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02: Vectors

  • Page ID
    7941
  • [ "article:topic", "authorname:openstax", "license:ccby" ]

    Check Your Understanding

    2.1. a. Not equal because they are orthogonal; b. not equal because they have different magnitudes; c. not equal because they have different magnitudes and directions; d. not equal because they are antiparallel; e. equal.

    2.2. 16 m; \(\vec{D}\) = −16 m \(\hat{u}\)

    2.3. G = 28.2 cm, \(\theta_{G}\) = 291°

    2.4. \(\vec{D}\) = (−5.0 \(\hat{i}\) − 3.0 \(\hat{j}\))cm; the fly moved 5.0 cm to the left and 3.0 cm down from its landing site.

    2.5. 5.83 cm, 211°

    2.6. \(\vec{D}\) = (−20 m) \(\hat{j}\)

    2.7. 35.1 m/s = 126.4 km/h

    2.8. \(\vec{G}\) = (10.25 \(\hat{i}\) − 26.22 \(\hat{j}\))cm

    2.9. D = 55.7 N; direction 65.7° north of east

    2.10. \(\hat{v}\) = 0.8 \(\hat{i}\) + 0.6 \(\hat{j}\), 36.87° north of east

    2.11. \(\vec{A} \cdotp \vec{B}\) = −57.3, \(\vec{F} \cdotp \vec{C}\) = 27.8

    2.13. 131.9°

    2.14. W1 = 1.5 J, W2 = 0.3 J

    2.15. \(\vec{A} \times \vec{B}\) = −40.1 \(\hat{k}\) or, equivalently, |\(\vec{A} \times \vec{B}\)| = 40.1, and the direction is into the page; \(\vec{C} \times \vec{F}\) = + 157.6 \(\hat{k}\) or, equivalently, |\(\vec{C} \times \vec{F}\)| = 157.6, and the direction is out of the page.

    2.16. a. −2 \(\hat{k}\), b. 2, c. 153.4°, d. 135°

    Conceptual Questions

    1. Scalar

    3. Answers may vary

    5. Parallel, sum of magnitudes, antiparallel, zero

    7. Yes, yes

    9. Zero, yes

    11. No

    13. Equal, equal, the same

    15. A unit vector of the x-axis

    17. They are equal.

    19. Yes

    21. a. C = \(\vec{A} \cdotp \vec{B}\), b. \(\vec{C} = \vec{A} \times \vec{B}\) or \(\vec{C} = \vec{A} - \vec{B}\), c. \(\vec{C} = \vec{A} \times\vec{B}\), d. \(\vec{C}\) = A\(\vec{B}\), e. \(\vec{C} + 2 \vec{A} = \vec{B}\), f. \(\vec{C} = \vec{A} \times \vec{B}\), g. left side is a scalar and right side is a vector, h. \(\vec{C} = 2 \vec{A} \times \vec{B}\), i. \(\vec{C} = \frac{\vec{A}}{B}\), j. \(\vec{C} = \frac{\vec{A}}{B}\)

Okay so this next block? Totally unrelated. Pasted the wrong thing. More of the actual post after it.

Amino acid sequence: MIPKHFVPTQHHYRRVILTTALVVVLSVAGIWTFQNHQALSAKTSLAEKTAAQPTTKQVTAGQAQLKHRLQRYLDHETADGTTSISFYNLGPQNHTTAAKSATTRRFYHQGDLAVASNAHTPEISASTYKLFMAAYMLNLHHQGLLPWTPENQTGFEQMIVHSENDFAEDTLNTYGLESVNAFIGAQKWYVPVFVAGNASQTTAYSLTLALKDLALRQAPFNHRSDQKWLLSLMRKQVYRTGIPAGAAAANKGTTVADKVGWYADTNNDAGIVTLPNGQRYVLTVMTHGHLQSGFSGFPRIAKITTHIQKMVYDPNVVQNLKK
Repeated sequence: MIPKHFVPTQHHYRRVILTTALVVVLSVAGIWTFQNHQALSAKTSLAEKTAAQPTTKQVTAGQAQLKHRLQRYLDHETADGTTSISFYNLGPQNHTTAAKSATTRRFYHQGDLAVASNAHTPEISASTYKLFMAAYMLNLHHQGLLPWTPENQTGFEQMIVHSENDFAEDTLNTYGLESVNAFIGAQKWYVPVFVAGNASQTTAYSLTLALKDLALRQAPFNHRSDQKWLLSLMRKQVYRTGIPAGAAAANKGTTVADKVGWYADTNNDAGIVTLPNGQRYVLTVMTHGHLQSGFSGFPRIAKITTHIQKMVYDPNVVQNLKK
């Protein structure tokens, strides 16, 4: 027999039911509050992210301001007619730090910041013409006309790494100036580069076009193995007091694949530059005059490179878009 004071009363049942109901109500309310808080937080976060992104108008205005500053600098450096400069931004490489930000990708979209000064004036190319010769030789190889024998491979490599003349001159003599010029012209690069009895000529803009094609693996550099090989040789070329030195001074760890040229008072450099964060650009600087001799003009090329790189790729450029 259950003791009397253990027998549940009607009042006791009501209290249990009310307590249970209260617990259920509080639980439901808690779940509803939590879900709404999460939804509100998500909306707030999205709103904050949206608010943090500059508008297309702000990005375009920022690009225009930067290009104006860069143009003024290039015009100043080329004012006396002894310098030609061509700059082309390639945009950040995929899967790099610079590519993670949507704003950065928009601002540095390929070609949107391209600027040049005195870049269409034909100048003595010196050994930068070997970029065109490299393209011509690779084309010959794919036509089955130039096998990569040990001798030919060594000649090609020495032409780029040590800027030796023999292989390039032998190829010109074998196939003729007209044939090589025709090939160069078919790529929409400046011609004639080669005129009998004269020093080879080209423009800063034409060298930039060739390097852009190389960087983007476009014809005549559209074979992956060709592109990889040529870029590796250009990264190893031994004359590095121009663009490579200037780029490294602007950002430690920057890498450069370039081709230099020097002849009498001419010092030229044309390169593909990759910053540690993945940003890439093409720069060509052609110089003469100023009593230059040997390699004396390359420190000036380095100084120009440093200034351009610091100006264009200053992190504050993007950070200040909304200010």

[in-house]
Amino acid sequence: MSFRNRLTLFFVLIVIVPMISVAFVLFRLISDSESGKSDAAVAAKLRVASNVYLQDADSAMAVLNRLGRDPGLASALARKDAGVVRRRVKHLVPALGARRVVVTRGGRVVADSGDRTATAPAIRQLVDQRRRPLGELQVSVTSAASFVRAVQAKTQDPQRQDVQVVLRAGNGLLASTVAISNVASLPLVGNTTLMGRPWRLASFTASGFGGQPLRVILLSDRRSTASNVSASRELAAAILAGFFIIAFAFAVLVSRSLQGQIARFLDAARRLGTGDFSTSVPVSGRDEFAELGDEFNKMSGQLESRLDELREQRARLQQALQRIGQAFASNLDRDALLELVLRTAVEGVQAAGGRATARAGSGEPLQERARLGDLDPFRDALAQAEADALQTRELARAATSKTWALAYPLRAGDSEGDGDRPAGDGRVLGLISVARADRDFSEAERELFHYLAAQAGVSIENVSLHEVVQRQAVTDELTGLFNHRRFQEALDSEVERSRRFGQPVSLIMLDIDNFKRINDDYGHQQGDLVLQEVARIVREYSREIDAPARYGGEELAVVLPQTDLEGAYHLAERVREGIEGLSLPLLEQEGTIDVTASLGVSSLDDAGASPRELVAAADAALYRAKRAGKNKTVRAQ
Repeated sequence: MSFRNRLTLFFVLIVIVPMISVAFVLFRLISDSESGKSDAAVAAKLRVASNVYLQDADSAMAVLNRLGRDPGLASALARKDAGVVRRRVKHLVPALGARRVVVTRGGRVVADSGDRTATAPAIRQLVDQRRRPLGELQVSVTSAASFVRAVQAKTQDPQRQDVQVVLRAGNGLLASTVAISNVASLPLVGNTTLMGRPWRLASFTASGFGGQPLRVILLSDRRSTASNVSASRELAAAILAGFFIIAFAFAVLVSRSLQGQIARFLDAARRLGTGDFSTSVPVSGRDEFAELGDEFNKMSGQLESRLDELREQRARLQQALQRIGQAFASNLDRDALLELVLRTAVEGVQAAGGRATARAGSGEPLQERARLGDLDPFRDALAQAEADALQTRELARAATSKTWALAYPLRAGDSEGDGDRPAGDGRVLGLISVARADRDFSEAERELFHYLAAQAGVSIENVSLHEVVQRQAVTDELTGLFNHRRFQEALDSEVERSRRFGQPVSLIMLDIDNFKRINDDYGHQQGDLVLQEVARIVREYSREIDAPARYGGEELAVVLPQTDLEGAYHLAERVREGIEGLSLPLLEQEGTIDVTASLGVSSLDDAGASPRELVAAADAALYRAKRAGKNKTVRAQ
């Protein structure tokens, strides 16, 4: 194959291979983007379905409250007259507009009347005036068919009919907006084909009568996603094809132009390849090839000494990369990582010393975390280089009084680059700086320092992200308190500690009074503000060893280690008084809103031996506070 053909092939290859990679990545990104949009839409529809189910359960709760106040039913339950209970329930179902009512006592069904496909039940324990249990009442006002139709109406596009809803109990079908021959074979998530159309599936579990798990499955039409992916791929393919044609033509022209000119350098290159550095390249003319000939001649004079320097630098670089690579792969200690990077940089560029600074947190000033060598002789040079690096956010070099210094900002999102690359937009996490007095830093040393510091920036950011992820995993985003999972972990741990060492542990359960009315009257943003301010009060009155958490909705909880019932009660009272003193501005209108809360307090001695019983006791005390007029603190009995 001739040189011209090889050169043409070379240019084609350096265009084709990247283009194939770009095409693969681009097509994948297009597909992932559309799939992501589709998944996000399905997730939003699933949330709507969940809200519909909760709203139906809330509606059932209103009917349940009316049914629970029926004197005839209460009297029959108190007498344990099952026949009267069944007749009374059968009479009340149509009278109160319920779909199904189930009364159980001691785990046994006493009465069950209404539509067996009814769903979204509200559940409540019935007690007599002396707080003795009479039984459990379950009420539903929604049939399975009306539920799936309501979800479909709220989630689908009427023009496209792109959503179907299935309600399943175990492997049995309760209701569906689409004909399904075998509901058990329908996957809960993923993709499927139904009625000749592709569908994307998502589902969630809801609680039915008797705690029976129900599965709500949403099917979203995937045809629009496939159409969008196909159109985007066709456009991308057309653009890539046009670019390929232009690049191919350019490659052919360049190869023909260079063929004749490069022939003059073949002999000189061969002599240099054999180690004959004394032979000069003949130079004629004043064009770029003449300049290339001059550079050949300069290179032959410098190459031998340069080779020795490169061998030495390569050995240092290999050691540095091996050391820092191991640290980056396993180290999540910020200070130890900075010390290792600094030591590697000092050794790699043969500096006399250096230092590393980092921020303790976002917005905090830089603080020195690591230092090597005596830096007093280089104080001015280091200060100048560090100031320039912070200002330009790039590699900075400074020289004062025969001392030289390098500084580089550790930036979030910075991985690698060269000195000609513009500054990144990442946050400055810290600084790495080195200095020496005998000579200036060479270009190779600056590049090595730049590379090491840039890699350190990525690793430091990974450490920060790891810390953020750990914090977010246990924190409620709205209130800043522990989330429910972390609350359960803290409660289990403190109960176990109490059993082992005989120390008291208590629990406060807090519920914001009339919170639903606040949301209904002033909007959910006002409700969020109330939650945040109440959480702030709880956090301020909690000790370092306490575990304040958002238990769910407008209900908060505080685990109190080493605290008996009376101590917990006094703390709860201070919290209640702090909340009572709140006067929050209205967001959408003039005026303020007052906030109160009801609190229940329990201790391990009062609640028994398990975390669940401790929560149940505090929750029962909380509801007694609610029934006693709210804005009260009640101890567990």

23. They are orthogonal.

    Problems

    25. \(\vec{h}\) = −16.4 m \(\hat{u}\), 16.4 m

    27. 30.8 m, 35.7° west of north

    29. 134 km, 80°

    31. 7.34 km, 63.5° south of east

    33. 3.8 km east, 3.2 km north, 7.0 km

    35. 14.3 km, 65°

    37. a. \(\vec{A}\) = + 8.66 \(\hat{i}\) + 5.00 \(\hat{j}\)

    b. \(\vec{B}\) = + 30.09 \(\hat{i}\) + 39.93 \(\hat{j}\)

    c. \(\vec{C}\) = + 6.00 \(\hat{i}\) − 10.39 \(\hat{j}\)

    d. \(\vec{D}\) = −15.97 \(\hat{i}\) + 12.04 \(\hat{j}\)

    f. \(\vec{F}\) = −17.32 \(\hat{i}\) − 10.00 \(\hat{j}\)

    39. a. 1.94 km, 7.24 km

    b. proof

    41. 3.8 km east, 3.2 km north, 2.0 km, \(\vec{D}\) = (3.8 \(\hat{i}\) + 3.2 \(\hat{j}\))km

    43. P1(2.165 m, 1.250 m), P2(−1.900 m, 3.290 m), 5.27 m

    45. 8.60 m, A(2\(\sqrt{5}\) m, 0.647\(\pi\)), B(3\(\sqrt{2}\) m, 0.75\(\pi\))

    47. a. \(\vec{A} + \vec{B}\) = −4 \(\hat{i}\) − 6 \(\hat{j}\), |\(\vec{A} + \vec{B}\)| = 7.211, \(\theta\) = 213.7°

    b. \(\vec{A} -\vec{B}\) = 2 \(\hat{i}\) − 2 \(\hat{j}\), |\(\vec{A} - \vec{B}\)| = 2\(\sqrt{2}\), \(\theta\) = −45°

    49. a. \(\vec{C}\) = (5.0 \(\hat{i}\) − 1.0 \(\hat{j}\) − 3.0 \(\hat{k}\))m, C = 5.92 m

    b. \(\vec{D}\) = (4.0 \(\hat{i}\) − 11.0 \(\hat{j}\) + 15.0 \(\hat{k}\))m, D = 19.03 m

    51. \(\vec{D}\) = (3.3 \(\hat{i}\) − 6.6 \(\hat{j}\))km, \(\hat{i}\) is to the east, 7.34 km, −63.5°

    53. a. \(\vec{R}\) = −1.35 \(\hat{i}\) − 22.04 \(\hat{j}\)

    b. \(\vec{R}\) = −17.98 \(\hat{i}\) + 0.89 \(\hat{j}\)

    55. \(\vec{D}\) = (200 \(\hat{i}\) + 300 \(\hat{j}\))yd, D = 360.5 yd, 56.3° north of east; The numerical answers would stay the same but the physical unit would be meters. The physical meaning and distances would be about the same because 1 yd is comparable with 1 m.

    57. \(\vec{R}\) = −3 \(\hat{i}\) − 16 \(\hat{j}\)

    59. \(\vec{E}\) = E \(\hat{E}\), Ex = + 178.9 V/m , Ey = −357.8 V/m, Ez = 0.0 V/m, \(\theta_{E}\) = −tan−1(2)

    61. a. \(\vec{R}_{B}\) = (12.278 \(\hat{i}\) + 7.089 \(\hat{j}\) + 2.500 \(\hat{k}\))km, \(\vec{R}_{D}\) = (−0.262 \(\hat{i}\) + 3.000 \(\hat{k}\))km

    b. |\(\vec{R}_{B} − \vec{R}_{D}\)| = 14.414 km

    63. a. 8.66

    b. 10.39

    c. 0.866

    d. 17.32

    65. \(\theta_{i}\) = 64.12°, \(\theta_{j}\) = 150.79°, \(\theta_{k}\) = 77.39°

    67. a. −119.98 \(\hat{k}\)

    b. −173.2 \(\hat{k}\)

    c. +93.69 \(\hat{k}\)

    d. −413.2 \(\hat{k}\)

    e. +39.93 \(\hat{k}\)

    f. −30.09 \(\hat{k}\)

    g. +149.9 \(\hat{k}\)

    h. 0

    69. a. 0

    b. 173,194

    c. +199,993 \(\hat{k}\)

    Additional Problems

    71. a. 18.4 km and 26.2 km

    b. 31.5 km and 5.56 km

    73. a. (r, \(\phi + \frac{\pi}{2}\))

    b. (2r, \(\phi + 2 \pi\))

    c. (3r, −\(\phi\))

    75. dPM = 33.12 nmi = 61.34 km, dNP = 35.47 nmi = 65.69 km

    77. proof

    79. a. 10.00 m

    b. 5\(\pi\) m, c. 0

    81. 22.2 km/h, 35.8° south of west

    83. 240.2 m, 2.2° south of west

    85. \(\vec{B}\) = −4.0 \(\hat{i}\) + 3.0 \(\hat{j}\) or \(\vec{B}\) = 4.0 \(\hat{i}\) − 3.0 \(\hat{j}\)

    87. proof

    Challenge Problems

    89. G\(\perp\) = 2375\(\sqrt{17}\) ≈ 9792

    91. proof

    Contributors

    Samuel J. Ling (Truman State University), Jeff Sanny (Loyola Marymount University), and Bill Moebs with many contributing authors. This work is licensed by OpenStax University Physics under a Creative Commons Attribution License (by 4.0).